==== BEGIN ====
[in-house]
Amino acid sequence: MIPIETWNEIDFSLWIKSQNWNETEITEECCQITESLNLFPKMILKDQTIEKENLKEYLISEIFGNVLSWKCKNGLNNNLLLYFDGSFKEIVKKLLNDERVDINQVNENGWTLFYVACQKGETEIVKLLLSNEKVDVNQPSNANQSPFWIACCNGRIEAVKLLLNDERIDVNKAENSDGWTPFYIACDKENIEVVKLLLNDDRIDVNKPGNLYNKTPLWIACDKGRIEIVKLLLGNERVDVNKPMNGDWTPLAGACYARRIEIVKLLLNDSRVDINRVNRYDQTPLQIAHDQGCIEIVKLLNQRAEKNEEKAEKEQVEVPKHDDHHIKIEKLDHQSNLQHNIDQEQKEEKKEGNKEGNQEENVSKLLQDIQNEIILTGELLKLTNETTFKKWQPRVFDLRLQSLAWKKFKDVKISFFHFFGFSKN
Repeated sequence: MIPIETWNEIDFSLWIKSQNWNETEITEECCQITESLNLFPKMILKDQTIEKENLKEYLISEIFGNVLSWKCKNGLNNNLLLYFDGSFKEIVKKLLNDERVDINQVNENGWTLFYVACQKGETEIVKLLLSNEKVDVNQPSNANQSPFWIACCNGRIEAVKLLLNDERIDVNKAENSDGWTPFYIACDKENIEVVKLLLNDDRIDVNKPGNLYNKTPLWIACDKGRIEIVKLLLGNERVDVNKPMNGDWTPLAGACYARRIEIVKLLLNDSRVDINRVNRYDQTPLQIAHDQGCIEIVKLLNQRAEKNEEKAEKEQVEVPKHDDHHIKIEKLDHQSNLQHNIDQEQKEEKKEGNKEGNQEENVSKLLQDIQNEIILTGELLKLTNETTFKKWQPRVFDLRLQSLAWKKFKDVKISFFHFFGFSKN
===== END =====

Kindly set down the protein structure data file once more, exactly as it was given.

[in-house]
Amino acid sequence: MIPIETWNEIDFSLWIKSQNWNETEITEECCQITESLNLFPKMILKDQTIEKENLKEYLISEIFGNVLSWKCKNGLNNNLLLYFDGSFKEIVKKLLNDERVDINQVNENGWTLFYVACQKGETEIVKLLLSNEKVDVNQPSNANQSPFWIACCNGRIEAVKLLLNDERIDVNKAENSDGWTPFYIACDKENIEVVKLLLNDDRIDVNKPGNLYNKTPLWIACDKGRIEIVKLLLGNERVDVNKPMNGDWTPLAGACYARRIEIVKLLLNDSRVDINRVNRYDQTPLQIAHDQGCIEIVKLLNQRAEKNEEKAEKEQVEVPKHDDHHIKIEKLDHQSNLQHNIDQEQKEEKKEGNKEGNQEENVSKLLQDIQNEIILTGELLKLTNETTFKKWQPRVFDLRLQSLAWKKFKDVKISFFHFFGFSKN
Repeated sequence: MIPIETWNEIDFSLWIKSQNWNETEITEECCQITESLNLFPKMILKDQTIEKENLKEYLISEIFGNVLSWKCKNGLNNNLLLYFDGSFKEIVKKLLNDERVDINQVNENGWTLFYVACQKGETEIVKLLLSNEKVDVNQPSNANQSPFWIACCNGRIEAVKLLLNDERIDVNKAENSDGWTPFYIACDKENIEVVKLLLNDDRIDVNKPGNLYNKTPLWIACDKGRIEIVKLLLGNERVDVNKPMNGDWTPLAGACYARRIEIVKLLLNDSRVDINRVNRYDQTPLQIAHDQGCIEIVKLLNQRAEKNEEKAEKEQVEVPKHDDHHIKIEKLDHQSNLQHNIDQEQKEEKKEGNKEGNQEENVSKLLQDIQNEIILTGELLKLTNETTFKKWQPRVFDLRLQSLAWKKFKDVKISFFHFFGFSKN